Advanced Assessment of Hepatic Inflammation and Fibrosis with MR Elastography

Project: Research project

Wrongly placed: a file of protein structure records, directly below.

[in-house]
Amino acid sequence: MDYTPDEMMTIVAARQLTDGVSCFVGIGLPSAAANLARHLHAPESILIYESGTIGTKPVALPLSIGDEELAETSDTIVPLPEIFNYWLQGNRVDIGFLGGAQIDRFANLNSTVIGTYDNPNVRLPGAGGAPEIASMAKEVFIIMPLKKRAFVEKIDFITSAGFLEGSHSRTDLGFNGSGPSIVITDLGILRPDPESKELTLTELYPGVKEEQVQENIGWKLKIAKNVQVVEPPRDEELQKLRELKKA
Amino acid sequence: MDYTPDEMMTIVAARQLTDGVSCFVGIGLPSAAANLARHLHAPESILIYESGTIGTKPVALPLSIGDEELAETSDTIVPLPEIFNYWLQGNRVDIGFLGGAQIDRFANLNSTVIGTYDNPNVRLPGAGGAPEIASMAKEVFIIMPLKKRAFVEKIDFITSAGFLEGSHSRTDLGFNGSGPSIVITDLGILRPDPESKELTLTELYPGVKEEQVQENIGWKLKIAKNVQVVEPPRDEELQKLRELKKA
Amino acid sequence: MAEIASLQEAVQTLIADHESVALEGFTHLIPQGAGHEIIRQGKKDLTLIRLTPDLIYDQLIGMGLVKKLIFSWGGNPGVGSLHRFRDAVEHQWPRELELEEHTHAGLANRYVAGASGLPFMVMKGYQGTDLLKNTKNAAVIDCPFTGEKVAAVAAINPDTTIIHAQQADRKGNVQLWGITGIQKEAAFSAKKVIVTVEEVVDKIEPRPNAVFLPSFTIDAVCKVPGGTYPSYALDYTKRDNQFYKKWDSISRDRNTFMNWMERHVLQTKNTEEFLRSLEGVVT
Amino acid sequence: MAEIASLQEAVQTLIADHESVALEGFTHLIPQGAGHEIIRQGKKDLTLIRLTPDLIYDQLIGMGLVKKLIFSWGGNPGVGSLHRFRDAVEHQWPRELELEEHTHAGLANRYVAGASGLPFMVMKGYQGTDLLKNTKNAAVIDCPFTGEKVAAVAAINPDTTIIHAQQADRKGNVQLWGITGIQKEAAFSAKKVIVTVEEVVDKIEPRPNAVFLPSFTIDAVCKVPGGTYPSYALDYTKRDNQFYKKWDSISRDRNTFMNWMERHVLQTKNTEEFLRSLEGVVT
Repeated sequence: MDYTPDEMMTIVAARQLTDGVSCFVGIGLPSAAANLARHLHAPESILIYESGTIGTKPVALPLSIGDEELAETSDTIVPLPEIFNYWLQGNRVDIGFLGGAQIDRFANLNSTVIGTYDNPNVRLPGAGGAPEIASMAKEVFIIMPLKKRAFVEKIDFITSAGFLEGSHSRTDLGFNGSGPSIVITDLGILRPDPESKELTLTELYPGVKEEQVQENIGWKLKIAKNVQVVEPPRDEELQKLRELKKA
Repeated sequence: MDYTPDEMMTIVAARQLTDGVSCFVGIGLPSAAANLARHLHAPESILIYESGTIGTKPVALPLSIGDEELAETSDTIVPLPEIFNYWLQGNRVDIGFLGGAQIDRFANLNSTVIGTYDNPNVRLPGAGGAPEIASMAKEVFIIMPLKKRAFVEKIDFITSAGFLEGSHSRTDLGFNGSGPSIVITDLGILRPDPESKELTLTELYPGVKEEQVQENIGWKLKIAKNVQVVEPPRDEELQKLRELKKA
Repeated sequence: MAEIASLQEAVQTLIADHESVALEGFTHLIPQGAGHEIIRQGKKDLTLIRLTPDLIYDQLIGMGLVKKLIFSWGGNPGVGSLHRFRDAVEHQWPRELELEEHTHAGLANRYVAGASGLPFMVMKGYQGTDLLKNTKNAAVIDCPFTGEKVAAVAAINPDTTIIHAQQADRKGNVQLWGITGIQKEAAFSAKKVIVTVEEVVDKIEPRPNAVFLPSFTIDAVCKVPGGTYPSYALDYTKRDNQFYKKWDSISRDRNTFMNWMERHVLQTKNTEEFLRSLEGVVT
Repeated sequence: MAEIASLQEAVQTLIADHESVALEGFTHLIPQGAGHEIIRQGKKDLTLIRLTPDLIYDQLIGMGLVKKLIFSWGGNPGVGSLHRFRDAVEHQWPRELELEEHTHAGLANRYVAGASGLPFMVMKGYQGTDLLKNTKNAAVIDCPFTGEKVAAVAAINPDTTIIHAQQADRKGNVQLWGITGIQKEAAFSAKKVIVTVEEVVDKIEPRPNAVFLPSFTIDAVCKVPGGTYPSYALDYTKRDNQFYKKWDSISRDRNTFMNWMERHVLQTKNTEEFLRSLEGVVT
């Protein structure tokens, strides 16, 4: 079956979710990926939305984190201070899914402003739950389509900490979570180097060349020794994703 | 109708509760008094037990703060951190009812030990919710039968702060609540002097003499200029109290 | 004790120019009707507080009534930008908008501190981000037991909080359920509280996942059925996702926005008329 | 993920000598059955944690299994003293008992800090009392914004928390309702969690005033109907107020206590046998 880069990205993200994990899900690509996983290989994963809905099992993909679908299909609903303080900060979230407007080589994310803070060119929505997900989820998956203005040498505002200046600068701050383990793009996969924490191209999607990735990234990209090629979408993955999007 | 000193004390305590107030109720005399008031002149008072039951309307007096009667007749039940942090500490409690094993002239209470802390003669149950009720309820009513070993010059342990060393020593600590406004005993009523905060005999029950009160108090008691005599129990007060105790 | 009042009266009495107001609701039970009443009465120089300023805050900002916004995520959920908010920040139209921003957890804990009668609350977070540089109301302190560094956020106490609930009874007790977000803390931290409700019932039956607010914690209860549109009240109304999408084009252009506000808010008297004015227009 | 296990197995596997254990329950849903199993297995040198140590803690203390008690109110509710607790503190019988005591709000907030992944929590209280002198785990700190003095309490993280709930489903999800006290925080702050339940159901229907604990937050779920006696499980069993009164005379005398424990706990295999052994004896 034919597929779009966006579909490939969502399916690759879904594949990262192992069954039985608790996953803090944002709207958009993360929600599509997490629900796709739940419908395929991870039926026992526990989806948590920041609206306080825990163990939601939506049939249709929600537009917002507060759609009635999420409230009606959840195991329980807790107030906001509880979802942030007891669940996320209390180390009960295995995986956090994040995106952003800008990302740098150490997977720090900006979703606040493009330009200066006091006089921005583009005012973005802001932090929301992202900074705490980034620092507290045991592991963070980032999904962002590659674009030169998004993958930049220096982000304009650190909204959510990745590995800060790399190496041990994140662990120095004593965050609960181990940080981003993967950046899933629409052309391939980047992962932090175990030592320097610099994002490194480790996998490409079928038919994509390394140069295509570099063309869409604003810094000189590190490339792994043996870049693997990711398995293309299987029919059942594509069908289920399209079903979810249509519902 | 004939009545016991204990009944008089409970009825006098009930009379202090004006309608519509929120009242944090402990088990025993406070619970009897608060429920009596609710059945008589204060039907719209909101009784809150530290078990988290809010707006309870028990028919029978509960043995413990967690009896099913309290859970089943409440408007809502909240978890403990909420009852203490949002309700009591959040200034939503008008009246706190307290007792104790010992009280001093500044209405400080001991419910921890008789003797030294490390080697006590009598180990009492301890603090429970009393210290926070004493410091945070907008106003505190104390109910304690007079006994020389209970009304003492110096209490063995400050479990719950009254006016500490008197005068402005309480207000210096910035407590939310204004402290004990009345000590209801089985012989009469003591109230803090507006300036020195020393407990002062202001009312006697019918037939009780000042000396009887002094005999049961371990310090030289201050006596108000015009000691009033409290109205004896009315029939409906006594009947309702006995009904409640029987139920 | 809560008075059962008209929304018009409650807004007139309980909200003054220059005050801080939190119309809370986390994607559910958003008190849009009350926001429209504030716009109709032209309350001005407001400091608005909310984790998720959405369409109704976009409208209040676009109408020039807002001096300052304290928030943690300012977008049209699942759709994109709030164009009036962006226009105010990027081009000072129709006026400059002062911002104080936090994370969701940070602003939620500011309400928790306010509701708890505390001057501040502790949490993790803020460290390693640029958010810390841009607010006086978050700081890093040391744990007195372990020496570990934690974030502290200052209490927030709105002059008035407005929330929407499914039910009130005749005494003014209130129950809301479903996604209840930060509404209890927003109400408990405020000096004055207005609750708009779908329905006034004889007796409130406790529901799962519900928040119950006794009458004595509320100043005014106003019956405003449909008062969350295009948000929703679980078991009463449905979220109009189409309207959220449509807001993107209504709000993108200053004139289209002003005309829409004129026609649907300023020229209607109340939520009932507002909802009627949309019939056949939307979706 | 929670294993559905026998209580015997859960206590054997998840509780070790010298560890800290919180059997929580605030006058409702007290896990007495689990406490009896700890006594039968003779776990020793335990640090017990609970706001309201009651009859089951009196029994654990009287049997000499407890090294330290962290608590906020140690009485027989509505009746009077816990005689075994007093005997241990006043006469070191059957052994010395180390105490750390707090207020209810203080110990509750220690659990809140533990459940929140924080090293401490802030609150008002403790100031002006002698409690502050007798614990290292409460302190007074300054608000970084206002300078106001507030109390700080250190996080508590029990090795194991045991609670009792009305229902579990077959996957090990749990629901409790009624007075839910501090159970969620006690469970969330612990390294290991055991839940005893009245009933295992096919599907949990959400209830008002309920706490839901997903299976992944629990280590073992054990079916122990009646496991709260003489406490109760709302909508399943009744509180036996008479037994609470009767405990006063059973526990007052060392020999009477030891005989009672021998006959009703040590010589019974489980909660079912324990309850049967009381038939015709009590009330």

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PROJECT SUMMARY / ABSTRACT Magnetic resonance elastography (MRE) is a noninvasive imaging technology for measuring tissue stiffness that is beginning to see widespread clinical use for assessing hepatic fibrosis as an alternative to liver biopsy. During the first funding period, we established that an MRE-assessed damping ratio or loss modulus can be used to detect inflammation before the onset of fibrosis in five different liver disease models. In this proposal, we will further advance the multiparametric hepatic MRE technique and evaluate new imaging biomarkers, including viscoelastic (VE), poroelastic (PE) and nonlinear (NL) mechanical properties, to more fully characterize the pathophysiologic stages of nonalcoholic fatty liver disease (NAFLD). We have two hypotheses: (1) VE, PE and NL properties are biomarkers that will further increase our ability to quantify pathologic processes in nonalcoholic steatohepatitis (NASH) such as inflammation and hepatocellular ballooning, individually or in combination with other mechanical properties; and (2) measurements of fat fraction, VE, PE and NL properties can be integrated into a composite metric that will serve as a reliable noninvasive surrogate for the histologic NAFLD activity score (NAS), the most widely accepted metric for disease state. Our long-term goals are to: (1) noninvasively quantify inflammation and ballooning; and (2) quantify disease progression and regression in preclinical animal models and clinical patients. In this proposed work, an advanced multiparametric, self-navigating, and hybrid radial-Cartesian XD-MRE technique will be developed for the in vivo characterization of the VE, PE and NL properties of the liver. XD-MRE provides 3D vector MRE high- frequency (30-200 Hz) wave information at multiple phases of low-frequency (0.1-5 Hz) motion obtained using free-breathing, endogenous motion or standard breath-held, external motion. We will implement a 3D direct inversion method to calculate VE parameters at high frequencies, a 3D finite-element method to solve the PE equations at low frequencies, and quantify NL effects from VE changes due to tissue deformation (or volumetric strain change) from the low-frequency perturbation (or vibration) of the liver. An efficient ?virtual NAS? (vNAS) imaging protocol, acquiring multiple mechanical parameters and fat fraction, will be developed to predict the NAS. Development and refinement of the vNAS algorithm will be performed in a specifically designed NASH mouse model with disease progression and regression. A clinical vNAS imaging protocol will be developed for NAS prediction in NAFLD patients. We will evaluate the repeatability and reproducibility for measuring the new MRE imaging biomarkers in healthy volunteers and biopsy-proven NAFLD patients using a test-retest strategy. A pilot study will be performed in NAFLD patients to establish the statistical properties of the NAS score predictors, which are essential for future clinical trial design. This work will make it possible for our team and many other clinical investigators who use these advanced techniques to cross-validate ?vNAS? and to explore this promising new application of hepatic MRE to advance the precision of diagnosing NAFLD.
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